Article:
Whilst the M. oryzae species complex is able to cause blast disease on over 50 grass species, host-adapted lineages are observed within the species complex [4]. Isolates infecting wheat (Triticum MoT pathotype), rice (Oryza MoO pathotype), turf grass (Lolium pathotype), finger millet (Eleusine pathotype) and foxtail millet (Setaria pathotype) form genetically distinct groups following phylogenomic analysis [4]. Pathotypes also show limited pathogenicity on alternative hosts [1, 9]. As with rice blast, wheat blast resistance is thought to be governed by specific gene-for-gene interactions between host resistance (R) genes and race-specific avirulence (AVR) genes within the pathogen [10]. At present, few resistance genes have been identified in wheat. Rmg2 (Resistance to Magnaporthe grisea 2) (chromosome 7A) and Rmg3 (6B), identified in the hexaploid wheat (Triticum aestivum) cultivar Thatcher, confer blast resistance at the seedling stage and are temperature sensitive [11]. The genes Rmg7 (2A) and Rmg8 (2B), from tetraploid (T. durum) and hexaploid wheat respectively, recognise the same avirulence gene AVR-Rmg8 and provide resistance at both the seedling and heading stage [12]. However, of the two R genes only Rmg8 has been determined to be effective at temperatures above 24 °C [12]. The genes Rmg1 (syn. Rwt4) (1D) and Rmg6 (syn. Rwt3) (1D) also provide resistance in both seedlings and heads of wheat [13], however Rmg6 is temperature sensitive and is ineffective above 25 °C [14]. Unfortunately, reports already suggest that Rmg2, Rmg3 and Rmg7 have been overcome by more aggressive field MoT isolates [1], indicating the importance of identifying additional sources of resistance. The 2NS/2AS chromosomal translocation originating from the wheat wild relative Aegilops ventricosa has been shown to confer wheat blast resistance at the heading stage, with cultivars carrying the 2NS translocation displaying up to a 72% reduction in disease symptoms compared to those without 2NS [15]. Resistance conferred by the 2NS translocation has, however, also been demonstrated to be less effective to recent blast isolates [15]. It is also ineffective in certain genetic backgrounds [16], suggesting the presence of the 2NS translocation cannot be solely relied upon to provide adequate resistance.

Several studies have revealed contrasting blast resistance responses at different wheat development stages, such as with the 2NS translocation which confers resistance in the head but has no effect on foliar resistance [15]. A study of 85 U.S. wheat cultivars demonstrated that resistance to blast at the seedling stage may not be a reliable indicator of resistance at the heading stage [17]. A similar observation was also made by Martinez et al. [18] who found a low negative correlation between disease severity at the seedling and heading stage in Argentinian wheat cultivars. Whilst such studies demonstrate varietal differences in response to seedling and head infection, little is known at the genetic level. A more thorough understanding of the genetics controlling blast resistance is therefore essential to provide continued resistance throughout the different stages of wheat development.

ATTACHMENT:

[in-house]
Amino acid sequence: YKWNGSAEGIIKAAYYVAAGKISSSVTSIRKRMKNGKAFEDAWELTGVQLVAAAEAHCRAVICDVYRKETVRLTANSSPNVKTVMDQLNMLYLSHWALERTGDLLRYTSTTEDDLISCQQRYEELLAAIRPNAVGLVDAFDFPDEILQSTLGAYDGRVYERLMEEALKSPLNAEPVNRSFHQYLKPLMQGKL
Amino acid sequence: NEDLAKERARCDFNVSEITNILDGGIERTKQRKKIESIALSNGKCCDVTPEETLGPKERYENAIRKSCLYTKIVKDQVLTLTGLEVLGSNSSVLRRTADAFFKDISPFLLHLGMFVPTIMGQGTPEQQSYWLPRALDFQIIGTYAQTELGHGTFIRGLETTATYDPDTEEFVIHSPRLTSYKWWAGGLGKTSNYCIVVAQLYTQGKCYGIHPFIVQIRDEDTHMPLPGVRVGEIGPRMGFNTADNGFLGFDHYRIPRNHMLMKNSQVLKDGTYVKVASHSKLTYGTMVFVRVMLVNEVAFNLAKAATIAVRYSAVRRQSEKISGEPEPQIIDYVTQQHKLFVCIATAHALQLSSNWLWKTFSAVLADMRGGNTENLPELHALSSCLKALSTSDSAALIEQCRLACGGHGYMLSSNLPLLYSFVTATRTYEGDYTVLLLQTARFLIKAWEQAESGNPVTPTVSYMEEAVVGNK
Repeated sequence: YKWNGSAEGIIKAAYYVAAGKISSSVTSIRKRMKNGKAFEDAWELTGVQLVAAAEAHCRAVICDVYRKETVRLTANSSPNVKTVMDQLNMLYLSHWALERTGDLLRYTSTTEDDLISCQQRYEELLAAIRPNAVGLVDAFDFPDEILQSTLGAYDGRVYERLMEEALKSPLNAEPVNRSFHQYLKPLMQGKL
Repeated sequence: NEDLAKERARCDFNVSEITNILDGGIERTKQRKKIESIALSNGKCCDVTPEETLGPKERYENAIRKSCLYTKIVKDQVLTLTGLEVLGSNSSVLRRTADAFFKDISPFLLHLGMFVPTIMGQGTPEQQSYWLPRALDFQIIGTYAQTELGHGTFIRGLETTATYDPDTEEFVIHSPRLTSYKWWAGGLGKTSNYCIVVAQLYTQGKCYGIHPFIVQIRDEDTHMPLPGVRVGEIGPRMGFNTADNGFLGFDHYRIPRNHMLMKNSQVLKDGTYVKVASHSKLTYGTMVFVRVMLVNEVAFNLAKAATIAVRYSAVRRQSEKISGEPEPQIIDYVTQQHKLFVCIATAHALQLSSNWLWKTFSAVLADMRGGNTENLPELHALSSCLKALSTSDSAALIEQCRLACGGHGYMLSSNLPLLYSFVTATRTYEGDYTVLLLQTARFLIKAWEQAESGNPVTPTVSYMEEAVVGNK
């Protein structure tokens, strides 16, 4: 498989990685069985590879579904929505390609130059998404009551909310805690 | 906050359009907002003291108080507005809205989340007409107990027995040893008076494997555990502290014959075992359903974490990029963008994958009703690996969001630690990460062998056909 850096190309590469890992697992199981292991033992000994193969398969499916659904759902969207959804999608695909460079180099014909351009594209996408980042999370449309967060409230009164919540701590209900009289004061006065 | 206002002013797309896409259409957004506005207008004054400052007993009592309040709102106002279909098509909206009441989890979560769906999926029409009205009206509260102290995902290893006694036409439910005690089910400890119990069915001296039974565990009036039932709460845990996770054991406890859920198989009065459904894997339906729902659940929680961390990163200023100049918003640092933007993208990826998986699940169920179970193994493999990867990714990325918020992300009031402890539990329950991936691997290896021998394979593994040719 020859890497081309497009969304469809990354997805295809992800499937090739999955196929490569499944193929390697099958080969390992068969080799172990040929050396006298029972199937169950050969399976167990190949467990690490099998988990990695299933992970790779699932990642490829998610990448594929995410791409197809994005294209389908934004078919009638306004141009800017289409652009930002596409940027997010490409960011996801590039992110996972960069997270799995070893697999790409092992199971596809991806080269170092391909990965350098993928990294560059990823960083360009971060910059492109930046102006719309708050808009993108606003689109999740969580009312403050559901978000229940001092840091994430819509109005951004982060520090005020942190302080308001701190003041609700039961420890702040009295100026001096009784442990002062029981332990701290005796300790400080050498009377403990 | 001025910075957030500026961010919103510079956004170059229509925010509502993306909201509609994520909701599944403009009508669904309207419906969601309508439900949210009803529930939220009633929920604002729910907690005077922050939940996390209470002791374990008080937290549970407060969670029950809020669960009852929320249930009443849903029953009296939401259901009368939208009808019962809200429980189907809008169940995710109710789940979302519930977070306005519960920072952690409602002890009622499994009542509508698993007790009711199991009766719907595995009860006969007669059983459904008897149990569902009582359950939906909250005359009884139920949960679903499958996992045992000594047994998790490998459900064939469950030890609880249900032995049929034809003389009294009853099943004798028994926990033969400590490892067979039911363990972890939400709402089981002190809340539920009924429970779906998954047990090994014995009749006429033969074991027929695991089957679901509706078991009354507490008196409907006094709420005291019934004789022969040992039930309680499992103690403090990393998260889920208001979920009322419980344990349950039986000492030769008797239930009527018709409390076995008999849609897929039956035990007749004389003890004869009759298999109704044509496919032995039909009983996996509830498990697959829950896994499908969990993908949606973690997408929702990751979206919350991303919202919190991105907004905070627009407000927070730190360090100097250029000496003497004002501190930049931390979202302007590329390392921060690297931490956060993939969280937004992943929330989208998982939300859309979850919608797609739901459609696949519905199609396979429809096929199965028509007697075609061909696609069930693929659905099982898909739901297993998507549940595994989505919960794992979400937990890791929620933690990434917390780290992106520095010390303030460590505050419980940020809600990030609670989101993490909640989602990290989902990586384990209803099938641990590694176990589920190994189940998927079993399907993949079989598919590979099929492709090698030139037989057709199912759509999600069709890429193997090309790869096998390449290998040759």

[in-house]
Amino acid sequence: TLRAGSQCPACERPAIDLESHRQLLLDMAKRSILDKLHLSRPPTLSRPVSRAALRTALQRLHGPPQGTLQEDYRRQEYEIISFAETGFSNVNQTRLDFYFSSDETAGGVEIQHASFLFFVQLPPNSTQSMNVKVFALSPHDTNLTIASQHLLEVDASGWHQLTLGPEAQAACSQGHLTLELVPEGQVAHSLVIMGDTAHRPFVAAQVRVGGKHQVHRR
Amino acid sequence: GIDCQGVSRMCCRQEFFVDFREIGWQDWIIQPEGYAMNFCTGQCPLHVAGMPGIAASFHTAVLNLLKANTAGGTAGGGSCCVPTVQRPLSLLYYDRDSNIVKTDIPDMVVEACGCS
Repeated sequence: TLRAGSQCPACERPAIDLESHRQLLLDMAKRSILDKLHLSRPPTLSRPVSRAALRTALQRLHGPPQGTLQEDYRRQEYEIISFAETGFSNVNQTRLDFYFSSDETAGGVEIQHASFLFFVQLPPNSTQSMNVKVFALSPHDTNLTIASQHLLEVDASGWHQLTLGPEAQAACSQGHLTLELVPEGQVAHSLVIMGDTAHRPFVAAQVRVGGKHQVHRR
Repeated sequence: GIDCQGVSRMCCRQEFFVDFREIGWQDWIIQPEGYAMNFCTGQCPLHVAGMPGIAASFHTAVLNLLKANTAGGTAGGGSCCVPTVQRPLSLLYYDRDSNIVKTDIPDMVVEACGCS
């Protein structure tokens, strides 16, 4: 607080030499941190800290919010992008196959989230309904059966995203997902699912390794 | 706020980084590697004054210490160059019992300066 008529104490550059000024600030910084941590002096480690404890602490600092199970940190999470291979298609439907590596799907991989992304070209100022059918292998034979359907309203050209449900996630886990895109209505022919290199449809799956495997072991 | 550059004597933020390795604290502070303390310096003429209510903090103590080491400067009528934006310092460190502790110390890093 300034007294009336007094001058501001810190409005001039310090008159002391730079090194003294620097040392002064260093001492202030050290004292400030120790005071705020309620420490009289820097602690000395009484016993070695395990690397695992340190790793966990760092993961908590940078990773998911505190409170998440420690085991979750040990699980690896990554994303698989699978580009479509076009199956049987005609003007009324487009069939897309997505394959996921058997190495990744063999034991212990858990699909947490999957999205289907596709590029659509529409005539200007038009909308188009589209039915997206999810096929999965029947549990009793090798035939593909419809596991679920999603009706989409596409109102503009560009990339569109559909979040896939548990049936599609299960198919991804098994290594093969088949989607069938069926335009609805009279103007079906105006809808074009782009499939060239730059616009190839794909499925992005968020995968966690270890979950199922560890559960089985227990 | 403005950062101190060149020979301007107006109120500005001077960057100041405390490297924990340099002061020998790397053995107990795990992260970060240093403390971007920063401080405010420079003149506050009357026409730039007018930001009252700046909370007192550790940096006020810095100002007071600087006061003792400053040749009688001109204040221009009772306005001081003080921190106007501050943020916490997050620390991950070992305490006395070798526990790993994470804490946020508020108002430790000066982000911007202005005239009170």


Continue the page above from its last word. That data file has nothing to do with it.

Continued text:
In rice [Oryza sativa] over 100 blast quantitative trait loci (QTL) have been identified and 35 major R genes have been cloned and molecularly characterised [19], suggesting that within the rice gene pool there is considerable natural variation associated with blast resistance. The barley gene pool may also be a rich source of M. oryzae resistance, with 9.0% of European barley cultivars tested by Aghnoum et al. [20] showing complete resistance to both MoT and MoO pathotypes. In wheat, only nine R genes (Rmg1Rmg8, RmgGR119) have been identified to date [21], and very few blast QTL have been detected, which may indicate a more limited gene pool for resistance. As such, it is particularly important to thoroughly assess any potential sources of moderate to high resistance in wheat. The Brazilian wheat cultivars BR 18-Terena, BRS 229 and MGS3 Brilhante have been shown to display consistent, moderate resistance to blast both under field and controlled conditions [6, 22, 23], suggesting they possess valuable resistance. In particular, BR 18-Terena displayed broad spectrum seedling resistance when inoculated with 72 blast isolates by Urashima et al. [22], and also moderate resistance when inoculated with 69 isolates at the seedling stage and 27 isolates at the heading stage by Maciel et al. [24]. Due to this consistent, moderate resistance, BR 18-Terena has been frequently used in Brazilian breeding programmes since its release in 1986 [25], and many Brazilian wheat cultivars contain BR 18-Terena within their pedigree [26]. However, whilst the durable resistance of BR 18-Terena has been widely utilised, the underlying genetics of this resistance are still unknown. Understanding whether the resistance of BR 18-Terena is due to quantitative or R gene-mediated resistance is particularly important for wheat breeders, as is identifying the developmental stages protected by the resistances.